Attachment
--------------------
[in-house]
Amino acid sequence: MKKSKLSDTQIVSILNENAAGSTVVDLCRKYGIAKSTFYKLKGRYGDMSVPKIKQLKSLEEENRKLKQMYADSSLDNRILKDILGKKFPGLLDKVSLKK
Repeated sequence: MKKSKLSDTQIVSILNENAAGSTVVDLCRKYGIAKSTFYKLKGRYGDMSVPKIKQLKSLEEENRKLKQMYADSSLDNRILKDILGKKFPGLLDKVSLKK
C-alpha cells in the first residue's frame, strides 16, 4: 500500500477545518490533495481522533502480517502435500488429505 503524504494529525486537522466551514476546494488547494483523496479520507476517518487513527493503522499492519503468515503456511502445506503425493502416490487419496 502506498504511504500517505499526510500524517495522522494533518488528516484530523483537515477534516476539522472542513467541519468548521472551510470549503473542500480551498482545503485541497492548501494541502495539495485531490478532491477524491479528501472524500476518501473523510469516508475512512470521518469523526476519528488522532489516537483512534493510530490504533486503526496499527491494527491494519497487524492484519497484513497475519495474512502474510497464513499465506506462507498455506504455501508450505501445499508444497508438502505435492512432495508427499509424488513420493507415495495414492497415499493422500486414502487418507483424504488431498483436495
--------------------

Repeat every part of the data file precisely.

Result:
[in-house]
Amino acid sequence: MKKSKLSDTQIVSILNENAAGSTVVDLCRKYGIAKSTFYKLKGRYGDMSVPKIKQLKSLEEENRKLKQMYADSSLDNRILKDILGKKFPGLLDKVSLKK
Repeated sequence: MKKSKLSDTQIVSILNENAAGSTVVDLCRKYGIAKSTFYKLKGRYGDMSVPKIKQLKSLEEENRKLKQMYADSSLDNRILKDILGKKFPGLLDKVSLKK
C-alpha cells in the first residue's frame, strides 16, 4: 500500500477545518490533495481522533502480517502435500488429505 503524504494529525486537522466551514476546494488547494483523496479520507476517518487513527493503522499492519503468515503456511502445506503425493502416490487419496 502506498504511504500517505499526510500524517495522522494533518488528516484530523483537515477534516476539522472542513467541519468548521472551510470549503473542500480551498482545503485541497492548501494541502495539495485531490478532491477524491479528501472524500476518501473523510469516508475512512470521518469523526476519528488522532489516537483512534493510530490504533486503526496499527491494527491494519497487524492484519497484513497475519495474512502474510497464513499465506506462507498455506504455501508450505501445499508444497508438502505435492512432495508427499509424488513420493507415495495414492497415499493422500486414502487418507483424504488431498483436495